Creating a business is a challenge. Maintaining that business and the good will it has developed over time is a whole other matter. Although this means building and utilizing business relationships through the proper use of contracts, as well as having adequate supply and demand to make one competitive in the market, it also means protecting intellectual property. This property, which includes copyrights, trademarks, and patents, can mean the difference between running a successful and profitable business and having one that is being taken advantage of by others.
This week we will take a brief look at trademarks. A trademark is any kind of mark, whether it be a work, logo, or slogan that distinguishes the source of a good from others. For example, the Nike swoosh is a trademarked logo. Those who see clothing with that logo know that they are receiving quality goods from a particular manufacturer. When cheaper manufacturers utilize that logo, they water down the meaning of Nike's brand. This is because clothing of a lesser quality is then attributed to Nike.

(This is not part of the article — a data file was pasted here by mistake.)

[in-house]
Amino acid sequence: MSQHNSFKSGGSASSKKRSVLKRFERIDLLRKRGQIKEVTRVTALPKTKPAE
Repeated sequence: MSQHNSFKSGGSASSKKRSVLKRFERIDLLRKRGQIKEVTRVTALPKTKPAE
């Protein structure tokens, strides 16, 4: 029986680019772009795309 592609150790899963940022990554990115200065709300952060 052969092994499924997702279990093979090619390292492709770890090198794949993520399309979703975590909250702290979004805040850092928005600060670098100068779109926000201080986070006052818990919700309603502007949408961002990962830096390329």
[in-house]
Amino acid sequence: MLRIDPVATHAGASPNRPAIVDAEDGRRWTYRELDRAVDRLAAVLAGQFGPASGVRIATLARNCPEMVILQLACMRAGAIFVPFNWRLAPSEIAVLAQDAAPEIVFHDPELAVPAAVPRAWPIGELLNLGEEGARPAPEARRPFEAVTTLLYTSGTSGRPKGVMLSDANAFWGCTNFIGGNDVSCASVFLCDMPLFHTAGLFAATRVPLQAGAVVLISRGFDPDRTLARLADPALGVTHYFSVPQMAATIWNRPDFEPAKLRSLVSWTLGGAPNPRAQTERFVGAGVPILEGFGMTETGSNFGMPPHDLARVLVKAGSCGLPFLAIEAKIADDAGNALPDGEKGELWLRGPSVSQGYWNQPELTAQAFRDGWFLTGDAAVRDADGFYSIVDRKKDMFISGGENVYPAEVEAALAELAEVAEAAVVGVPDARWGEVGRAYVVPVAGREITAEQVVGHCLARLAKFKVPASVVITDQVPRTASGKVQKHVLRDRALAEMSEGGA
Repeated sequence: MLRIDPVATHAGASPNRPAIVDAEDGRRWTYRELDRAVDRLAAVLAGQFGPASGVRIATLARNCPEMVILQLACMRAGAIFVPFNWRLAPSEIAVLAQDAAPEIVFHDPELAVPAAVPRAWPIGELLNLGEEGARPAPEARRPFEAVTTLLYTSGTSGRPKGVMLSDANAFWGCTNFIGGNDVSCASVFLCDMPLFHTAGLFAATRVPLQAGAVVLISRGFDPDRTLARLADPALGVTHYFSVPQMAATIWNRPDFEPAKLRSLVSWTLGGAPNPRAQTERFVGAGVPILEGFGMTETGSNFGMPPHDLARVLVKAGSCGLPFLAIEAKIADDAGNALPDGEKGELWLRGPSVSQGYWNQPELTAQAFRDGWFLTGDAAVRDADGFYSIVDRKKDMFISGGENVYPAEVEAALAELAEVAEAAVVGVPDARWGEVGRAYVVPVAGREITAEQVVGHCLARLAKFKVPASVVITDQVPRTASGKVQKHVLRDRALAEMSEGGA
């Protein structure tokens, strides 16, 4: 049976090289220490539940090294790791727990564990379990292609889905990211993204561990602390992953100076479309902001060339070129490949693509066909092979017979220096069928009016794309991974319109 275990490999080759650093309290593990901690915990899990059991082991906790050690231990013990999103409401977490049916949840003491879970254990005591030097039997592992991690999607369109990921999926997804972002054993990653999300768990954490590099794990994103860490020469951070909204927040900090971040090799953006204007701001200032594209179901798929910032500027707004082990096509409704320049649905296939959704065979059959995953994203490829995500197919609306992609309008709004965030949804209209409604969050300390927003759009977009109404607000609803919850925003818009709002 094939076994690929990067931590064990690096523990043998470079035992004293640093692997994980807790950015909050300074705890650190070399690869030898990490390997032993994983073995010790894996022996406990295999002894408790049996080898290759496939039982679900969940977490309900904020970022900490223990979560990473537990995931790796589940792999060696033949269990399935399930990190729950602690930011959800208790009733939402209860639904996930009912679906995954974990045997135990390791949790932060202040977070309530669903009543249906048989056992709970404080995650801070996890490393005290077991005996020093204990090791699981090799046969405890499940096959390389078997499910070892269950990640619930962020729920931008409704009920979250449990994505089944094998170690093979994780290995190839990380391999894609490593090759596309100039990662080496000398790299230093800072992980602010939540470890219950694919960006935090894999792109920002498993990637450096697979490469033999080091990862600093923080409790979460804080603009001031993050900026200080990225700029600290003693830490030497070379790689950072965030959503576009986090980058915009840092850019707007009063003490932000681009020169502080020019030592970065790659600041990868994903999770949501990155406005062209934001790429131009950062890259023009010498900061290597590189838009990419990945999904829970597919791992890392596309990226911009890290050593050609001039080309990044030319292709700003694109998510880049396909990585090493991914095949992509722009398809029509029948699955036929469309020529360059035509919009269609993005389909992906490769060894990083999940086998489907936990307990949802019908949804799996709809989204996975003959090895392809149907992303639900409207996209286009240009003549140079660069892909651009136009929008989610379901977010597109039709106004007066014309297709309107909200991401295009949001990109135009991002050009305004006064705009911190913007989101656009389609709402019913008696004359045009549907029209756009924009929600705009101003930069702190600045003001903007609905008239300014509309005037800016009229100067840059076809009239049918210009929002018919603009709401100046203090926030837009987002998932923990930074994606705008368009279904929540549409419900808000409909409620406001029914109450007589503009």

This is one of the many reasons why it is important to police one's intellectual property, including trademarks. A business that discovers that its marks are being illegally used without permission can take legal action to put a stop to such use and, perhaps, recover compensation for damages caused by that illegal use.
In order to succeed in intellectual property litigation, though, a trademark owner will have to show certain legal elements, which we discuss more in-depth in another post. Suffice it to say, however, that these element can be more challenging to address than they appear. With so much on the line, including a business's reputation and profits, those affected by trademark infringement need to carefully consider their legal options. Qualified business litigation professionals like those at our firm stand ready to help.